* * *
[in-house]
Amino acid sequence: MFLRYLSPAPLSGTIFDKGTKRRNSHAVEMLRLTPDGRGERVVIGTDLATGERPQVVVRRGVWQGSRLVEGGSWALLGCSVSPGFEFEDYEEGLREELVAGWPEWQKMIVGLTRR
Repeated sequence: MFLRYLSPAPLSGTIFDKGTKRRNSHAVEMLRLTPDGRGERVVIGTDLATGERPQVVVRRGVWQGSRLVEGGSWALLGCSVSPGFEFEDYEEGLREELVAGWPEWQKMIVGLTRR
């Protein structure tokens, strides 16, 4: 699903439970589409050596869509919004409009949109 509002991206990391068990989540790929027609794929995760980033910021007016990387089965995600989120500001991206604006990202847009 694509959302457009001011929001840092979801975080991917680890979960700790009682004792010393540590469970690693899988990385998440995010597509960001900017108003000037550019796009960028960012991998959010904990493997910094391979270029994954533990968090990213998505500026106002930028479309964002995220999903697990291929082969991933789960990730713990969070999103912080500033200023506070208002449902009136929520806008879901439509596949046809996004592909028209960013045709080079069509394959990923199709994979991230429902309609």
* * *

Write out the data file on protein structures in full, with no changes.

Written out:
[in-house]
Amino acid sequence: MFLRYLSPAPLSGTIFDKGTKRRNSHAVEMLRLTPDGRGERVVIGTDLATGERPQVVVRRGVWQGSRLVEGGSWALLGCSVSPGFEFEDYEEGLREELVAGWPEWQKMIVGLTRR
Repeated sequence: MFLRYLSPAPLSGTIFDKGTKRRNSHAVEMLRLTPDGRGERVVIGTDLATGERPQVVVRRGVWQGSRLVEGGSWALLGCSVSPGFEFEDYEEGLREELVAGWPEWQKMIVGLTRR
């Protein structure tokens, strides 16, 4: 699903439970589409050596869509919004409009949109 509002991206990391068990989540790929027609794929995760980033910021007016990387089965995600989120500001991206604006990202847009 694509959302457009001011929001840092979801975080991917680890979960700790009682004792010393540590469970690693899988990385998440995010597509960001900017108003000037550019796009960028960012991998959010904990493997910094391979270029994954533990968090990213998505500026106002930028479309964002995220999903697990291929082969991933789960990730713990969070999103912080500033200023506070208002449902009136929520806008879901439509596949046809996004592909028209960013045709080079069509394959990923199709994979991230429902309609």